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Gold demand seen leaving ETFs for futures, real metal
Gold Tunes Out Weak ETF Buying as Speculation Soars
By Jan Harvey
Wednesday, July 29, 2009
LONDON -- Gold prices are ignoring dwindling inflows into bullion-backed exchange-traded funds, with prices supported as investors switch their interest to the U.S. futures market and outright purchases of physical metal.
Investors are increasingly embracing riskier assets like stocks, leaving less of an impulse to hoard gold as a hedge against the unknown, lending support to its appeal as a buffer to dollar weakness and future inflation.
Consequently, while interest in gold-backed ETFs has tailed off after unprecedented buying in the first quarter, other forms of investment, such as positioning on the New York Comex futures exchange, have increased and underpinned a firm price.
Spot gold has held firm above the $900 marker since early May, with the psychologically key $1,000 level in reach.
"The slack created by slower ETF demand hasn't gone away completely, it's just been replaced by more speculative interest," said Barclays Capital analyst Suki Cooper. "The position on Comex has picked up quite sharply."
Flows into gold ETFs hit a historic peak in the first quarter of 2009 as investors spooked by instability in wider markets went after physical gold as a safe store of value.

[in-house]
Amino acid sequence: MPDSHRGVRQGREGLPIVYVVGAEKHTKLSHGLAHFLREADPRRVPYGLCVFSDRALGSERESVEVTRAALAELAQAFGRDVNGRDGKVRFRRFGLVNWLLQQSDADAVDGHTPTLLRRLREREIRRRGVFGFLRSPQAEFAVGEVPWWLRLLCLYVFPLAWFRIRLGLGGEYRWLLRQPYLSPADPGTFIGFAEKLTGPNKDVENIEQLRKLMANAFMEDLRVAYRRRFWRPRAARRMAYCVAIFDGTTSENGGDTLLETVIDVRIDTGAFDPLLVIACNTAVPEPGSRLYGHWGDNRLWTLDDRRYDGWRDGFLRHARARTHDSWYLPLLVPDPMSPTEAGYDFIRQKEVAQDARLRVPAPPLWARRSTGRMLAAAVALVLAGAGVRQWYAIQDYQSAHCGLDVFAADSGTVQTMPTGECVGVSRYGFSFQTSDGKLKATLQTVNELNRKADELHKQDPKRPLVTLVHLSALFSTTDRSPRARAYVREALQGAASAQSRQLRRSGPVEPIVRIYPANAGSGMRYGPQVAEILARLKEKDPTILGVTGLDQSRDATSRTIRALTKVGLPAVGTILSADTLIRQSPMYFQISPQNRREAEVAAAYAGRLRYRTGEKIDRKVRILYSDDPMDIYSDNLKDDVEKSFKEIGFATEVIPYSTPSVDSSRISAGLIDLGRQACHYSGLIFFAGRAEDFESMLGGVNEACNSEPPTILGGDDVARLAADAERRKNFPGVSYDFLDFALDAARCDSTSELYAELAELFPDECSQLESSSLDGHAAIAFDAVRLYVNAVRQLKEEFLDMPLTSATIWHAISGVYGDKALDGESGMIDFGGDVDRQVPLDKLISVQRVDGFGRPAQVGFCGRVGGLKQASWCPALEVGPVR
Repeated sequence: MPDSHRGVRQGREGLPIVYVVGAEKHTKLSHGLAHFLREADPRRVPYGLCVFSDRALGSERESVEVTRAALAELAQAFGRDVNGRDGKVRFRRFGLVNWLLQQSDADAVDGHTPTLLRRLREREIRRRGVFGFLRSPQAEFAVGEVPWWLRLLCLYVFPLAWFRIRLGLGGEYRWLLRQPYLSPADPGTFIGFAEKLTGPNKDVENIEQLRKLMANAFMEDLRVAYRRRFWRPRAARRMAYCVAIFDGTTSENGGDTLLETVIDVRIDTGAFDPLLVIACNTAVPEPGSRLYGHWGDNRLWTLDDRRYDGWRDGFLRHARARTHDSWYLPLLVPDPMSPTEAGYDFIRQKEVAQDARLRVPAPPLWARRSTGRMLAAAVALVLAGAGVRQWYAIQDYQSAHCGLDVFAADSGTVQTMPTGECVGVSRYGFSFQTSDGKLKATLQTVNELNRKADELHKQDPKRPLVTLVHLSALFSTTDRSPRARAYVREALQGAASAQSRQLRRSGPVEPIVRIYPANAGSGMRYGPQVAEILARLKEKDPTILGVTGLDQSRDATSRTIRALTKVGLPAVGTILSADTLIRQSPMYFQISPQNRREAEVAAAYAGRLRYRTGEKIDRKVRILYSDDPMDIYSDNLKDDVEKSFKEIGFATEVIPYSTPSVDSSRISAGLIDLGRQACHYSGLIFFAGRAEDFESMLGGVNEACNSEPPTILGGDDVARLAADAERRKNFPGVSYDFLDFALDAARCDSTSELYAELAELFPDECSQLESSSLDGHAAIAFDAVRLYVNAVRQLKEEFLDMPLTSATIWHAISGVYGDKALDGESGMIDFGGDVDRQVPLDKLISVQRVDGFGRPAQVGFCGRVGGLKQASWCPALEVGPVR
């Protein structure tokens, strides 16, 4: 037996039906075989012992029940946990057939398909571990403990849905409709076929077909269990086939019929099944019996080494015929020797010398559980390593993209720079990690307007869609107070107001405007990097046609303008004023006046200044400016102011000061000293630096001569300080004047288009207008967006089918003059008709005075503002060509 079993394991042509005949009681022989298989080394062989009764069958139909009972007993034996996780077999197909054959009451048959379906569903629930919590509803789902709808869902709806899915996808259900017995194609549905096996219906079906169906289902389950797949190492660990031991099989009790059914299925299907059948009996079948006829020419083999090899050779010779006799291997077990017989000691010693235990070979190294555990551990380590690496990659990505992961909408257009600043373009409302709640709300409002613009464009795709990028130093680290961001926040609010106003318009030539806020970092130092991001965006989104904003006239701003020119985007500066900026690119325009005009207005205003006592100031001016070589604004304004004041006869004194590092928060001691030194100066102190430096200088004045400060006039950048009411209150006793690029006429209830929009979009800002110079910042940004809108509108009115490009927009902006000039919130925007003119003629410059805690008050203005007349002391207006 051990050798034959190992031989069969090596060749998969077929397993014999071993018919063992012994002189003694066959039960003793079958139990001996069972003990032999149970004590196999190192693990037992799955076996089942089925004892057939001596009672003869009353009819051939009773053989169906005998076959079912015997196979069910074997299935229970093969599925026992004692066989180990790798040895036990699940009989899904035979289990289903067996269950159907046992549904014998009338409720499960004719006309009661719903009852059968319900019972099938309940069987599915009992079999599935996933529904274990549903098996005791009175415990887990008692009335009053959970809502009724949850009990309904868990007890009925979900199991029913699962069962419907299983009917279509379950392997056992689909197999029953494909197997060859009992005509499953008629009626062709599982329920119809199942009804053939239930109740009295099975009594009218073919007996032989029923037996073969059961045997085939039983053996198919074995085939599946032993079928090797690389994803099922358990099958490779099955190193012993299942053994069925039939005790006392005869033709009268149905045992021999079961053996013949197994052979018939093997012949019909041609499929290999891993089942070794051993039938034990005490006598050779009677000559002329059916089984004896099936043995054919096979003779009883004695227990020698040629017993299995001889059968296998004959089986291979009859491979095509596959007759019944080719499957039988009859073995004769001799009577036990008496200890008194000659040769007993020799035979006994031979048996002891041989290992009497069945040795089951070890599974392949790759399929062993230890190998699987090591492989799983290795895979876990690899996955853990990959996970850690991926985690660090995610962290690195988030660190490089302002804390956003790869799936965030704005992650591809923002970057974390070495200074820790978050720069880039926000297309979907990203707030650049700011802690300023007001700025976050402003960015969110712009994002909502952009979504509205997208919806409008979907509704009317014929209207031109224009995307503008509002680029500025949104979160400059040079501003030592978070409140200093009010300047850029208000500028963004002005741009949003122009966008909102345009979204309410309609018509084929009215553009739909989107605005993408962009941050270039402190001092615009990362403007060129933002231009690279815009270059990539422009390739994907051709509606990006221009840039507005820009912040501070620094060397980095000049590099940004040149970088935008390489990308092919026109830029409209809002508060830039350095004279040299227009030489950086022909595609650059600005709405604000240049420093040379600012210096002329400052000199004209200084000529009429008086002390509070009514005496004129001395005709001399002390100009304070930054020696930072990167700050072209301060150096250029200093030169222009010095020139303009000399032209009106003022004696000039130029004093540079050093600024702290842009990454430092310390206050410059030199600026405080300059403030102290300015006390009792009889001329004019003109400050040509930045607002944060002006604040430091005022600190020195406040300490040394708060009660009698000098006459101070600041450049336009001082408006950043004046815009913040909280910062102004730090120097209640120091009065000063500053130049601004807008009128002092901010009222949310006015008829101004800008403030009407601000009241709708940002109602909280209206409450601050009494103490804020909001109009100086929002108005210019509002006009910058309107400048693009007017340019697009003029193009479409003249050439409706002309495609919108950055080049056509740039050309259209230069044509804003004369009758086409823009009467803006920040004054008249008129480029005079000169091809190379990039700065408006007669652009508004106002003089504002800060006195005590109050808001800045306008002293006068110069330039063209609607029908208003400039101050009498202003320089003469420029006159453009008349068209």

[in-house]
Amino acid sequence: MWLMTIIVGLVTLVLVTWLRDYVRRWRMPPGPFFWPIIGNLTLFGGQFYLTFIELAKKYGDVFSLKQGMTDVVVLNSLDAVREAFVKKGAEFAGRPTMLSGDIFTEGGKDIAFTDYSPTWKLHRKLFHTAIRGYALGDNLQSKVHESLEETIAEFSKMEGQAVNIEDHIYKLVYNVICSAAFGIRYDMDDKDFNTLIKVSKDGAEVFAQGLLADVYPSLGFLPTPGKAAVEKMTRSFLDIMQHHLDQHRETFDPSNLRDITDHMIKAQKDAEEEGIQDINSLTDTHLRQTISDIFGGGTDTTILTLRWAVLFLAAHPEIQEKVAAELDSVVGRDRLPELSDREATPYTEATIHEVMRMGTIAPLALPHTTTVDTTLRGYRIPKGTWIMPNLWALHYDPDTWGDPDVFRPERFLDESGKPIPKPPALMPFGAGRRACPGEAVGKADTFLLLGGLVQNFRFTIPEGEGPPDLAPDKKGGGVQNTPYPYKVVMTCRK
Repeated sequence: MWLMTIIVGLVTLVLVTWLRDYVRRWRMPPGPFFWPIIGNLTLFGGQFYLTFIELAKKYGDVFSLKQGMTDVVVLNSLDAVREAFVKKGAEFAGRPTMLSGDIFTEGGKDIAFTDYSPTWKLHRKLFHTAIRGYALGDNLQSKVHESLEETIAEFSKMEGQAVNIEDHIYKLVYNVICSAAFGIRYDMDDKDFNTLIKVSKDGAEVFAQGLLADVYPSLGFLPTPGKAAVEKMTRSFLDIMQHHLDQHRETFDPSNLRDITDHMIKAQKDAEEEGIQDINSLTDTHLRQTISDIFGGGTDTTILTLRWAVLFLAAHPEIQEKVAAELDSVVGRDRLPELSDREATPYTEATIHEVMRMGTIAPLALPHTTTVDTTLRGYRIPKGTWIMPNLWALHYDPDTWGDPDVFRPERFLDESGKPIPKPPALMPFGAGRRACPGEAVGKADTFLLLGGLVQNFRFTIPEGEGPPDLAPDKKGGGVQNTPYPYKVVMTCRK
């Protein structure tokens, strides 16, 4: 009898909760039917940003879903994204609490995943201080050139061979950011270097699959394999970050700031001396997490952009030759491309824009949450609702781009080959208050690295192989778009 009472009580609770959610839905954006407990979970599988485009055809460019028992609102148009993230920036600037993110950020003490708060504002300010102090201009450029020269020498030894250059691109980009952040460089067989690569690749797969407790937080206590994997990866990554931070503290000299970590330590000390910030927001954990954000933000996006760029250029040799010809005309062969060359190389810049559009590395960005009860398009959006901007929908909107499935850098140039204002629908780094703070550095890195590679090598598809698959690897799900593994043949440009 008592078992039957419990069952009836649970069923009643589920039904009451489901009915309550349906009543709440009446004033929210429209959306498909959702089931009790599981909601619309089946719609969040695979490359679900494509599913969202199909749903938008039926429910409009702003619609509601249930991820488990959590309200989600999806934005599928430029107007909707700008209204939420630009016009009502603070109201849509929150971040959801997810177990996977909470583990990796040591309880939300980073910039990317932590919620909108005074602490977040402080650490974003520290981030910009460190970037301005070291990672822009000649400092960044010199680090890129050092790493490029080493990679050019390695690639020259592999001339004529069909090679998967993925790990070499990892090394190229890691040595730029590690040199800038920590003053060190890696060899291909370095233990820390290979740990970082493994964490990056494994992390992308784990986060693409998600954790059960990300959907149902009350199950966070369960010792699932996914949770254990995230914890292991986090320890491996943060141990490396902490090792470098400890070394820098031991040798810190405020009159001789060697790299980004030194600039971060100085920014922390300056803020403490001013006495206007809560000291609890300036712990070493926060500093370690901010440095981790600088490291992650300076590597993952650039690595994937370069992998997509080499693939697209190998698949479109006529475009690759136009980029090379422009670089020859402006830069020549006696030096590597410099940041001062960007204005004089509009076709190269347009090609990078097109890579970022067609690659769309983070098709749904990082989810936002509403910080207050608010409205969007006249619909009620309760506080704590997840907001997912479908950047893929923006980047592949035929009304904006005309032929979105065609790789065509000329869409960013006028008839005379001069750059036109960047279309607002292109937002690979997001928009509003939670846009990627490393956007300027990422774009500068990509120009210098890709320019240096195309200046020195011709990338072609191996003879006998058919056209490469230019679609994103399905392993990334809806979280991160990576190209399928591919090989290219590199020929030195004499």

A combination of heavy selling of equities and very high credit risk made ETFs all the more attractive. But while equities are now bouncing from low levels, analysts say credit risk has fallen dramatically, denting inflows.
Almost 15 million ounces or some 450 tonnes flowed into the six gold-backed ETFs monitored by Reuters in the first quarter, worth more than $13 billion at the time. But as the financial markets started to stabilize, appetite for the funds slackened.
In the second quarter, inflows dwindled to less than a million ounces, with two of the largest ETFs monitored -- New York's SPDR Gold Trust and London-based Gold Bullion Securities -- registering small declines.
With the gold market still a relatively small arena where a few big players can have a disproportionate effect, it has not taken too much movement for overall ETF flows to dry up.
"Investing in ETFs is still a minority sport, and I guess maybe some of the funds investing think there are better options in other commodities, and even equities, due to a return to risk appetite," said Matthew Turner, an analyst at VM Group.
Despite slackening ETF inflows, there seems to be confidence in the metal's ability to move higher, with a recent poll of analysts' forecasts conducted by Reuters showing an improved outlook.
Spot gold was seen averaging $930 an ounce in 2009, up from a forecast of $862.50 in January.